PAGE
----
Stronger Together’s strongest section, on national security, reflects Clinton’s deep experience as First Lady, a U.S. Senator, and Secretary of State with matters of war and peace and global diplomacy. It burnishes her reputation as a tough-minded advocate of U.S. interests and values, of our alliances, and irreplaceable role in upholding international institutions that promote collective prosperity and security. The book lays out concrete and detailed prescriptions for finishing the job against ISIS in Syria and Iraq, and for an “intelligence surge” that enlists key partners to contain its efforts to spread into other countries and foment terror attacks in the United States.
All in all, Stronger Together is a workmanlike compendium of small-to-medium-sized proposals for helping working and middle-class Americans buffeted by economic change, anemic wage growth, and growing disparities of wealth and income. There is little to fire the political imagination here—few if any bold innovations, radical changes in existing policy, or ideas that might discomfit any Democratic constituency.
As an unreconstructed “New Democrat,” I can’t help being struck by how different this is from Bill Clinton’s 1992 campaign. In the years running up to the race, Clinton worked hard to develop new and often counterintuitive ways to advance progressive goals. His novel approaches recast Democrats as a reforming and modernizing party.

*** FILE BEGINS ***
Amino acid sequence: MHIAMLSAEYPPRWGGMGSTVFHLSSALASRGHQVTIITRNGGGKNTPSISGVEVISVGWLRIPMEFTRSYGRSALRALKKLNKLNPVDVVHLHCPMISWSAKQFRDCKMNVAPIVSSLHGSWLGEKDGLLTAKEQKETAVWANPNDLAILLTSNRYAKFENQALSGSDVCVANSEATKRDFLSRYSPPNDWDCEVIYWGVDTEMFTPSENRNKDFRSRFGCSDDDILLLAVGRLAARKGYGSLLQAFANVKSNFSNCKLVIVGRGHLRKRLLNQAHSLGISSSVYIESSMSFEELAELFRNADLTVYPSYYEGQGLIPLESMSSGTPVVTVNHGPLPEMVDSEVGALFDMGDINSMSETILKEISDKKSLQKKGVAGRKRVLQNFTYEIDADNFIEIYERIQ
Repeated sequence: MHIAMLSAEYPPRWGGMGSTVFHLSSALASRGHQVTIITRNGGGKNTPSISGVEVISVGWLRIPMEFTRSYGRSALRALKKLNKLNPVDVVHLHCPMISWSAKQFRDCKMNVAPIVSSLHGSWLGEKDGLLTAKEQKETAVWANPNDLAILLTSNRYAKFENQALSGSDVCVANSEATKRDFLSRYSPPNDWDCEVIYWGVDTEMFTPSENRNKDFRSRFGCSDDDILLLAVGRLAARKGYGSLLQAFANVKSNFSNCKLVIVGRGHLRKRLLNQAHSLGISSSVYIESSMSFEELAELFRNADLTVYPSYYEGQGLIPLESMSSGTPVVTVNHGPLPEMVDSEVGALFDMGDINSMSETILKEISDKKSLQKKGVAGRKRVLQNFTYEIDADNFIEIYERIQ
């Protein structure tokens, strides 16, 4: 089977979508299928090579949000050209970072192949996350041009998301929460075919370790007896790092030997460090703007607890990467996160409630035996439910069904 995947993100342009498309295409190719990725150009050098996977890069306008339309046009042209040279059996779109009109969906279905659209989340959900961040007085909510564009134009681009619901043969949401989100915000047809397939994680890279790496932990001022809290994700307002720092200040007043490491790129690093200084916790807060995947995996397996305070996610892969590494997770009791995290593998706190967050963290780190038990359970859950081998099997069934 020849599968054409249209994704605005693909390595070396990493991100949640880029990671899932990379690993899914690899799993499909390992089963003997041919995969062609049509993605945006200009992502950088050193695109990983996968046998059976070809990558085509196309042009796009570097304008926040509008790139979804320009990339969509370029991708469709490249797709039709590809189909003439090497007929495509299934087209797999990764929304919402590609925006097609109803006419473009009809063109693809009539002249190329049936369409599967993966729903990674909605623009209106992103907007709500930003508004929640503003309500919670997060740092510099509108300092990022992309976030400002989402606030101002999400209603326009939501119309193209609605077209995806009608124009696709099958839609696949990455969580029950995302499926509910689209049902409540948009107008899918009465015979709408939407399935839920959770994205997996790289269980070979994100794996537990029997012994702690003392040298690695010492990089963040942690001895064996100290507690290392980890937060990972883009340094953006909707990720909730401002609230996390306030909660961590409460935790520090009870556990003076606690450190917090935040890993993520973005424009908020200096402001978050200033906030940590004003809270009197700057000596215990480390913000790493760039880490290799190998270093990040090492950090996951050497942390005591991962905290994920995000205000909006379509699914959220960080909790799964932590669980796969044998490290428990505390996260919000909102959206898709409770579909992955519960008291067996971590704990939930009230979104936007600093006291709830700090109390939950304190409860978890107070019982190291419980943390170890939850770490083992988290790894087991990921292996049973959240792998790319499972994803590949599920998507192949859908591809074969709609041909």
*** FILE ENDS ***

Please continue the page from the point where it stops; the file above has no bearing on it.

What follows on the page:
The issues and political context are very different now, of course, but there are two lessons Hillary Clinton might usefully have drawn from her husband’s electoral and governing successes. One is the primacy of economic innovation and growth for the aspiring American middle class. Reflecting contemporary liberals’ fixation on inequality, Stronger Together offers little fresh thinking about how to revitalize the U.S. economy following a long spell of slow growth and meager wage gains. Instead, it prescribes more government redistribution as the answer to the markets’ failure to provide good jobs and mass upward mobility.
The second lesson is that progressives should reform government, not just expand it. An especially pernicious effect of today’s paranoia-drenched populism is to deepen the public’s already profound mistrust of Washington. Bill Clinton’s push to “reinvent” government acknowledged that mistrust, and sought to make government more responsive to citizens and more results-oriented. He reinforced this theme by making radical changes in underperforming public systems—ending the welfare entitlement, shutting down crime-ridden public housing, supporting public charter schools to break the traditional districts’ monopoly, turning the Federal deficit into a surplus. By the end of his second term, public confidence in government was actually rising.